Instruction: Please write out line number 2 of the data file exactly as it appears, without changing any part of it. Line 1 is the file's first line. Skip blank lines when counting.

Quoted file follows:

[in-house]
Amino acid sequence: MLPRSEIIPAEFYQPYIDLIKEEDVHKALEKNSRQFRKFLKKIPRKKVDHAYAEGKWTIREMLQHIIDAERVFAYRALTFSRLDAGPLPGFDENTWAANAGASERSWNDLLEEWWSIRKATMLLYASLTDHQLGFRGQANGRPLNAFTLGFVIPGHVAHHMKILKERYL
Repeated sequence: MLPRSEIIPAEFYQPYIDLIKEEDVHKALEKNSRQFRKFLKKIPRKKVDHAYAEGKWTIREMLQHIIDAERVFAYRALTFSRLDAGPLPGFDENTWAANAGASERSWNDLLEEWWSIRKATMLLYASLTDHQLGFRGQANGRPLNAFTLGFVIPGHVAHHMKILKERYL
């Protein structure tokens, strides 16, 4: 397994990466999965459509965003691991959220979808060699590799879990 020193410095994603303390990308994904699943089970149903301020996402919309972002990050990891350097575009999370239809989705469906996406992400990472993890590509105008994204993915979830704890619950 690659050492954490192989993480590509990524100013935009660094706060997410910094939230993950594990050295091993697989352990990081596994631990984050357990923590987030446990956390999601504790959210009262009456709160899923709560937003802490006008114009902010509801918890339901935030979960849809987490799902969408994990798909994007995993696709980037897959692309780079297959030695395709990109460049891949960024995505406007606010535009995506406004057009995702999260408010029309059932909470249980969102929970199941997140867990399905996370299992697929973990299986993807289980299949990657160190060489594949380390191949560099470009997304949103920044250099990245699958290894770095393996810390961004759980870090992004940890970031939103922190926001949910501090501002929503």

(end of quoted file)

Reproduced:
Amino acid sequence: MLPRSEIIPAEFYQPYIDLIKEEDVHKALEKNSRQFRKFLKKIPRKKVDHAYAEGKWTIREMLQHIIDAERVFAYRALTFSRLDAGPLPGFDENTWAANAGASERSWNDLLEEWWSIRKATMLLYASLTDHQLGFRGQANGRPLNAFTLGFVIPGHVAHHMKILKERYL